It has been interesting to observe how many people have opened a share trading account since lockdown. It is great to see people thinking about their money and investing for their future. Some of these investors have used the platform to set up diversified portfolios with broad asset allocations and industry exposure. In doing this, they hope to achieve returns that match the overall market’s performance. However, many investors are hunting for something sexier.
They are smart and believe they can outperform the market by strategically selecting the most promising shares. Are you in this boat?
If so, you might be feeling very good about how your investments have performed over the past 12 months. You might be thinking, “I have a bit of a hidden talent at this whole investing thing”.
It is possible that you are a skilled investor, who like Warren Buffet, will consistently choose great shares and beat the market. It is also possible that you have experienced great returns because you started investing during the lockdown, immediately following the worst calendar quarter in sixty years. Luck? Or skill?
An academic paper published by Hendrik Bessembinder, a finance professor at Arizona State University, looked at the US share market performance over a 90-year period ending December 2015. There are several interesting findings.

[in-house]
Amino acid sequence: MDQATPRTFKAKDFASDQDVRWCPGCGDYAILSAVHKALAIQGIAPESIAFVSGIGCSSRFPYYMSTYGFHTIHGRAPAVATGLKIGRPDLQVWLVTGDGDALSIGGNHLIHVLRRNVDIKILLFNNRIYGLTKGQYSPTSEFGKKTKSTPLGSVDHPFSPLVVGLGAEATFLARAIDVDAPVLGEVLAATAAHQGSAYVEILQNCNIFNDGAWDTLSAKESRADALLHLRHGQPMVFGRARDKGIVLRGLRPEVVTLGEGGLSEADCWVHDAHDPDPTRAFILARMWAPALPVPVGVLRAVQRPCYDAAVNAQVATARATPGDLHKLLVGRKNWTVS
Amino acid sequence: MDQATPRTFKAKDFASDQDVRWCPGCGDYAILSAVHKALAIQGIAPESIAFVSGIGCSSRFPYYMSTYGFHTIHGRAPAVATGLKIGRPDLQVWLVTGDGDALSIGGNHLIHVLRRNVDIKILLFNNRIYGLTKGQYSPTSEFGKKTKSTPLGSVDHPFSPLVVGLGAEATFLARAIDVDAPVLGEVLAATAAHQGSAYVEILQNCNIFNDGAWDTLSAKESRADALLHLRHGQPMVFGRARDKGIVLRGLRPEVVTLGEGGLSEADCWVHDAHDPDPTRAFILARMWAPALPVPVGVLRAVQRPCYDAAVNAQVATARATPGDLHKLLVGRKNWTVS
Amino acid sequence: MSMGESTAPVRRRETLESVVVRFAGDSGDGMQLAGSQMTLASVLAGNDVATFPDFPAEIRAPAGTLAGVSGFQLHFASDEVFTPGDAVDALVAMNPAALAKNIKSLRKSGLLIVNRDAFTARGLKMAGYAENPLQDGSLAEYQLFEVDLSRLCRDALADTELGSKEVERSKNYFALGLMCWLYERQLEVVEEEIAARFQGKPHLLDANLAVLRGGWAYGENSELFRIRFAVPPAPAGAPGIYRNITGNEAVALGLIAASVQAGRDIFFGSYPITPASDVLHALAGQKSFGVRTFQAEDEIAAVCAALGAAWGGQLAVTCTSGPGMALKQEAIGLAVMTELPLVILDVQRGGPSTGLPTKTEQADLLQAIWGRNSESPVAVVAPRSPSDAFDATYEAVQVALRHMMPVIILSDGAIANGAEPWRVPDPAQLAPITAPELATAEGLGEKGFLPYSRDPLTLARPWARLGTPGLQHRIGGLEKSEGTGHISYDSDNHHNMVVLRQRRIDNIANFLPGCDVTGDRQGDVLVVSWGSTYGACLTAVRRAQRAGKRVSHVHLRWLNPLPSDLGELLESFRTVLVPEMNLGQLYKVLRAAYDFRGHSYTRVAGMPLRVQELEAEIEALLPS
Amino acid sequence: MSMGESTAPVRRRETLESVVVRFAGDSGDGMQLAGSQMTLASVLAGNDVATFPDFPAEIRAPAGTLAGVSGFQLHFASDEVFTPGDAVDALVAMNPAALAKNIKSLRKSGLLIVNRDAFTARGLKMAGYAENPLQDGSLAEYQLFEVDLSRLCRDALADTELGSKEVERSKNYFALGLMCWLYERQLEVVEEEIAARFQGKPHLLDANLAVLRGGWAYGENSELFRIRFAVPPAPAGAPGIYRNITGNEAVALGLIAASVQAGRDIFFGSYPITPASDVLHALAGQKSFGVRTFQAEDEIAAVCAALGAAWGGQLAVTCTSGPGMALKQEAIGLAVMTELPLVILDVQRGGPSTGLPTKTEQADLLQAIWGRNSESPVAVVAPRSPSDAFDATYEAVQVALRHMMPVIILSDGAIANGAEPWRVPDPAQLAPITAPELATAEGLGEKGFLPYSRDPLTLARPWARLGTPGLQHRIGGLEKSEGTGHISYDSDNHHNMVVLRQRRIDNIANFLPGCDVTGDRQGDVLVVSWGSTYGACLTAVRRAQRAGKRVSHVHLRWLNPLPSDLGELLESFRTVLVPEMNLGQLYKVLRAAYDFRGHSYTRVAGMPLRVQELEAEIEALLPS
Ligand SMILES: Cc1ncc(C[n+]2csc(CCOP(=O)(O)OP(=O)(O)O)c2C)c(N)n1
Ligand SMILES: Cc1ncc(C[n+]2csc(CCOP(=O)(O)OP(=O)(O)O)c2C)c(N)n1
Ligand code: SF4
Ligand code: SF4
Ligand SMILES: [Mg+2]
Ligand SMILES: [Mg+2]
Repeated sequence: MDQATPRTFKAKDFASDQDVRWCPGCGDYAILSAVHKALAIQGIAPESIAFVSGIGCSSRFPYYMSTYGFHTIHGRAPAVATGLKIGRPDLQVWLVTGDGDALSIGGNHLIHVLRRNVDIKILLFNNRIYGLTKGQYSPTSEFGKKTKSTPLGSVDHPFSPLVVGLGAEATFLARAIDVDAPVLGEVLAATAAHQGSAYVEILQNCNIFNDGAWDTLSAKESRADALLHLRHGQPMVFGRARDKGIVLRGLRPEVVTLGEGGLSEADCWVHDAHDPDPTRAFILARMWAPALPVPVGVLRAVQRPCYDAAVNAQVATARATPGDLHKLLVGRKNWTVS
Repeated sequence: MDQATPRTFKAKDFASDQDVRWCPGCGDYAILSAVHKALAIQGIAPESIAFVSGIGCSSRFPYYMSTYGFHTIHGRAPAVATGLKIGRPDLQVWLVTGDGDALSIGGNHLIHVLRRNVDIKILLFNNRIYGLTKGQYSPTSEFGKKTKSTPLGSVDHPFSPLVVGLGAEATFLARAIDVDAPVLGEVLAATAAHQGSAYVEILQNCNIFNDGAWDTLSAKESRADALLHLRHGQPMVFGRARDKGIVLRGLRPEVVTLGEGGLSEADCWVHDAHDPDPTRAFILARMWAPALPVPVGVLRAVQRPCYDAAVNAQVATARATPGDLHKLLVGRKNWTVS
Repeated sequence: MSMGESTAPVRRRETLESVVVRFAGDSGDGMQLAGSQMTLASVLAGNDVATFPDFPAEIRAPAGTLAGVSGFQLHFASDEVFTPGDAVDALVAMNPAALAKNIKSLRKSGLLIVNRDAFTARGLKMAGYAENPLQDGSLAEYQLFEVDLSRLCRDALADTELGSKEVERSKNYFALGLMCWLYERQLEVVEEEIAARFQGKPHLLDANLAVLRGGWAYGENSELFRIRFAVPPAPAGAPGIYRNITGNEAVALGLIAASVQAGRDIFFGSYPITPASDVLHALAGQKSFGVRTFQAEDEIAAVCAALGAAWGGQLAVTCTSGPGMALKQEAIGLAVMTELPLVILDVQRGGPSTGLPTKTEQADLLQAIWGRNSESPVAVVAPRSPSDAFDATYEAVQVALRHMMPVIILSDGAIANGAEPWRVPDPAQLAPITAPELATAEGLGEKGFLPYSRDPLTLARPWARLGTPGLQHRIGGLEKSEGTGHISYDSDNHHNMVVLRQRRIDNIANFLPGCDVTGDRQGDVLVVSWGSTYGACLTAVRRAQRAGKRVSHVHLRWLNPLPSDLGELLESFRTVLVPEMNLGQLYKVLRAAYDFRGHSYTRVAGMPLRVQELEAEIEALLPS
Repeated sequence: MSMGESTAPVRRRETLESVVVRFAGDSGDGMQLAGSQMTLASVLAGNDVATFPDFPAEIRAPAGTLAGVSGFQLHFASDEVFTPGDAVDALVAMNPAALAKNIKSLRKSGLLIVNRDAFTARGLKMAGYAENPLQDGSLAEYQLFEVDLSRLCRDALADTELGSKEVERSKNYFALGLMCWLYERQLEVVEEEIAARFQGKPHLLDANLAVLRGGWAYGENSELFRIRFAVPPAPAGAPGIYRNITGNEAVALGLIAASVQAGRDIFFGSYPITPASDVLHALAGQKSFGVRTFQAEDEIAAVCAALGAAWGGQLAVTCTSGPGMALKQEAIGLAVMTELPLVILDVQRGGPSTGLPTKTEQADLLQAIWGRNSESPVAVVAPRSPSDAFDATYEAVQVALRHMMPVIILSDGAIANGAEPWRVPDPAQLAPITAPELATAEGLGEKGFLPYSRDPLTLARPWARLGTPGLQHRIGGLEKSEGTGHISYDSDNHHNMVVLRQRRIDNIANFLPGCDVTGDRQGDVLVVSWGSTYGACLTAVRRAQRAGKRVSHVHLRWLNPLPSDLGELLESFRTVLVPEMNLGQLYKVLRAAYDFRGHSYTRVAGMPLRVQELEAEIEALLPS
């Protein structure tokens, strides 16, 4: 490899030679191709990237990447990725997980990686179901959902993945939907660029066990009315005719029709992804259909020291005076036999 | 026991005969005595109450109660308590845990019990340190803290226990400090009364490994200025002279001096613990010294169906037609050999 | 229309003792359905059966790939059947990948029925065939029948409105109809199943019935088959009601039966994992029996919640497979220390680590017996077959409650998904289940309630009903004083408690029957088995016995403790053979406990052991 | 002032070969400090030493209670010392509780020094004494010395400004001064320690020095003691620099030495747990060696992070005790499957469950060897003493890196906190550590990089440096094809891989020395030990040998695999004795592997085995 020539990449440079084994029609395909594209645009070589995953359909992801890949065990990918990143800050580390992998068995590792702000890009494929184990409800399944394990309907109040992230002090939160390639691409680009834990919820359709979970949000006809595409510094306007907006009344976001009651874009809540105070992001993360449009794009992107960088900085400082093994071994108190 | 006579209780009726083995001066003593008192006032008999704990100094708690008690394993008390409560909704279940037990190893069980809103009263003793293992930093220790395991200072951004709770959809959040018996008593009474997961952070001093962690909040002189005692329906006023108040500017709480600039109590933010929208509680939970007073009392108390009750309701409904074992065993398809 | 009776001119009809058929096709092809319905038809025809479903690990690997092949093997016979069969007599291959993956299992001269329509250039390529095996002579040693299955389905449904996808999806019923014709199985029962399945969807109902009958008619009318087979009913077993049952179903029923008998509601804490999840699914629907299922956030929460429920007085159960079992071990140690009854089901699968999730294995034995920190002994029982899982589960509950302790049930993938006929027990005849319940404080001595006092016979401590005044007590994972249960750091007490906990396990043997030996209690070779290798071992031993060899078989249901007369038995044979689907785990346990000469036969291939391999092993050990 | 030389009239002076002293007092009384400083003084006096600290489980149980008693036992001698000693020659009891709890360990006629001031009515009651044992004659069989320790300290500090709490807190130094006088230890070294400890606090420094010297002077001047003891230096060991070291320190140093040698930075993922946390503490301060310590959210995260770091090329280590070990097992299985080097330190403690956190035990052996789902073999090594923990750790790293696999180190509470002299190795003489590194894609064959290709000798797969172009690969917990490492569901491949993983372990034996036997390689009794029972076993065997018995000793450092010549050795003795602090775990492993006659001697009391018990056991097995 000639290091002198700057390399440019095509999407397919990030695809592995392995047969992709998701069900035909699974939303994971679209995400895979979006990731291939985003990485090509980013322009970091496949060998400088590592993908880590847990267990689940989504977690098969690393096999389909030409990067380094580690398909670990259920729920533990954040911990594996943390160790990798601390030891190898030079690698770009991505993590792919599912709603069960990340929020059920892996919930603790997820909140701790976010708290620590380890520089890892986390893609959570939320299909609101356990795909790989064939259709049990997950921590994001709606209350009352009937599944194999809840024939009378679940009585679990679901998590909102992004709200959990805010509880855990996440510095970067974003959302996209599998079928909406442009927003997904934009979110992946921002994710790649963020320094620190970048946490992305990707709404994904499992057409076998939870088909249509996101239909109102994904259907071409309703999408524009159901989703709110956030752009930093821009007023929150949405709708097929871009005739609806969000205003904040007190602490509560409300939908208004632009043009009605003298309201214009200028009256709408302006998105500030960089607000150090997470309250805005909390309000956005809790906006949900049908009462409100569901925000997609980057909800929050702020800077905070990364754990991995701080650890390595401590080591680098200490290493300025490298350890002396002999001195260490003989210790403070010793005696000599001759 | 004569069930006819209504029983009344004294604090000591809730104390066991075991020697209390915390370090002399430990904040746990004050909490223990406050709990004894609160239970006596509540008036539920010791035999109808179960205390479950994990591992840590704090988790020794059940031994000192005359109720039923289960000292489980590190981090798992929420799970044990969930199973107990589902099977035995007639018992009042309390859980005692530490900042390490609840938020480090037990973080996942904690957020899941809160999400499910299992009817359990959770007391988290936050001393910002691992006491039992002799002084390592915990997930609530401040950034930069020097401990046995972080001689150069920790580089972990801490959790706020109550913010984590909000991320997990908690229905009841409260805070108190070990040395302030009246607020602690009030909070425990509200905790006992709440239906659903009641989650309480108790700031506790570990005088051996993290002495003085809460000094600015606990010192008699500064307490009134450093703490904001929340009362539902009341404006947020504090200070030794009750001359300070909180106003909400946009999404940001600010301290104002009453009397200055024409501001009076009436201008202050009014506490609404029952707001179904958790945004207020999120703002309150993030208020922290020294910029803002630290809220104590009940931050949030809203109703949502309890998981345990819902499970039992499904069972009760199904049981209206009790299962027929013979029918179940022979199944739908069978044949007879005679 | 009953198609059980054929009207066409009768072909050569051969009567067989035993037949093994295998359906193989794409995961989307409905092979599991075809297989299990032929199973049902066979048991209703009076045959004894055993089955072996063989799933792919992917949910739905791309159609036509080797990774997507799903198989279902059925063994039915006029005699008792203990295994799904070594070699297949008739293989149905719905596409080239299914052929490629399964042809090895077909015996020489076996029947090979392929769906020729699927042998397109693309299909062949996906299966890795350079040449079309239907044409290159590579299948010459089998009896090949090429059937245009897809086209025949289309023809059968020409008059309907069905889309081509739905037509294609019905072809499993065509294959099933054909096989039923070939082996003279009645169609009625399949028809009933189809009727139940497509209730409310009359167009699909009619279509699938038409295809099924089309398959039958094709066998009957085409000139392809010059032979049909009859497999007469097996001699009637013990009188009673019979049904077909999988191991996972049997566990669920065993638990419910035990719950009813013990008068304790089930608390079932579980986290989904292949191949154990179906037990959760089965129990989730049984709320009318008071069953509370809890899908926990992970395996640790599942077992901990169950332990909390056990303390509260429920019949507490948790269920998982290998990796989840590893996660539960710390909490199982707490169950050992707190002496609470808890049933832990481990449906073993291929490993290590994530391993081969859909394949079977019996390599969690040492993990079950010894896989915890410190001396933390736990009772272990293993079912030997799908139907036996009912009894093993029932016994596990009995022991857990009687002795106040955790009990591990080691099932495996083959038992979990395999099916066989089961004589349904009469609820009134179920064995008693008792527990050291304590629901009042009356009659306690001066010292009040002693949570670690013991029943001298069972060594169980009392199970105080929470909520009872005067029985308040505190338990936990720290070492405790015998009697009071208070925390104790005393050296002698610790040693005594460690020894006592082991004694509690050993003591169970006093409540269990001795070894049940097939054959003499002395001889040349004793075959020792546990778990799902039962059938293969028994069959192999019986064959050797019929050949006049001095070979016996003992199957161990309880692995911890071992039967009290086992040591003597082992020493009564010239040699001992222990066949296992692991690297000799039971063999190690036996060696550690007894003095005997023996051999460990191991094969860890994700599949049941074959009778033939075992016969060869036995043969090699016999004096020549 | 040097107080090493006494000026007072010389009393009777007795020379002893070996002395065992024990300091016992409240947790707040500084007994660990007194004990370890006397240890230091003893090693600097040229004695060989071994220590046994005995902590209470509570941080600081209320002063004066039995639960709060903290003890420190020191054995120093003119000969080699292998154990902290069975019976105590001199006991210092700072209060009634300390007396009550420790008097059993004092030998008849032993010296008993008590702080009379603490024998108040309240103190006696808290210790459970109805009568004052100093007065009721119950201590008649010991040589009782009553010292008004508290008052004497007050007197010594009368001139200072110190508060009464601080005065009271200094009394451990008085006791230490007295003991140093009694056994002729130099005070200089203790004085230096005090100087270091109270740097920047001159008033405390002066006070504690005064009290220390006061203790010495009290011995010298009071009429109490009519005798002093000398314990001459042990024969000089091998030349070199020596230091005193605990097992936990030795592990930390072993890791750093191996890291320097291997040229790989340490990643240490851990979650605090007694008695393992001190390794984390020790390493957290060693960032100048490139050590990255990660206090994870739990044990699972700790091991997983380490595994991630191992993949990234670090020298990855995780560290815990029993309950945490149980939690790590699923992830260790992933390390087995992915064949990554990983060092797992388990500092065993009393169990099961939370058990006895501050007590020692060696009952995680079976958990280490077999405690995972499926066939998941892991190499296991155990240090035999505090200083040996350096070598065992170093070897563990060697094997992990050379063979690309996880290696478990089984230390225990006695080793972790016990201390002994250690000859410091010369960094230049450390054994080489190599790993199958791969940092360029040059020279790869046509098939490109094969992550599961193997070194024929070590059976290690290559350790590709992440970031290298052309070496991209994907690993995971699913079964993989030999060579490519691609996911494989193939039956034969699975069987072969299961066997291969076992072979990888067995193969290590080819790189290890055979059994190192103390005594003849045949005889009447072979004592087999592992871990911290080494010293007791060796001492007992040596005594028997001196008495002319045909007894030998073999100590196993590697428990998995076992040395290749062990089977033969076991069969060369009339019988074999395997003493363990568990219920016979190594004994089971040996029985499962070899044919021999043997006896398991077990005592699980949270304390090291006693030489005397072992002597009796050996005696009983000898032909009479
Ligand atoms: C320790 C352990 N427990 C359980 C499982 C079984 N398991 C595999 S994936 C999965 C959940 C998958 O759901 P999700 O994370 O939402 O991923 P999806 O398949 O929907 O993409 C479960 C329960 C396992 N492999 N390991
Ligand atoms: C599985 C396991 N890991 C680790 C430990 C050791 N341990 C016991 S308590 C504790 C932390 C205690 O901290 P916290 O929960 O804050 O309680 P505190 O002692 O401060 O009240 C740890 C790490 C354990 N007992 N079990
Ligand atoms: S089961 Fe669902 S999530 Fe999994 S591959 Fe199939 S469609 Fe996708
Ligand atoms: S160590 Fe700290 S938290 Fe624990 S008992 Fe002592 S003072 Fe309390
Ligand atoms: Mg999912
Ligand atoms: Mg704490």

- Over their lifetime, 58% of shares underperformed one month Treasury bills, and a majority lost money.
- More than half of the individual shares delivered negative returns, and the average lifetime return of any single share was -3.7% per annum.
- The US share market has generated US$32 trillion of wealth, but all this wealth was generated by the top 4% of shares listed during that 90-year period.
Picking individual securities, i.e. shares, can be fun and entertaining, but you run the risk of missing out on the top 4% that will generate most of the returns. Bessembinder’s study is another powerful argument for broad diversification.
As I mentioned earlier, I think it is great that more people are interested in investing! But there is a lot of market noise, and I am concerned that some people could learn some expensive lessons.
You need to be clear on your reasons and objectives for investing. Have you purchased shares for fun and entertainment, as many of us did in our “1987 share clubs”? Or are you buying shares for you and your family’s long-term benefit? It is okay to speculate, but do not confuse it with investing.
To be a successful investor, you need a plan, a strategy, and an appropriate time horizon.
If you found this article interesting, you might also enjoy ‘Which Companies Are Going To Outperform the Market‘.
Andrew Nuttall is a Financial Adviser at Cambridge Partners, an independent and fee-only practice based in Christchurch. His disclosure statement is available on-demand and free of charge. www.cambridgepartners.co.nz telephone 364-9119.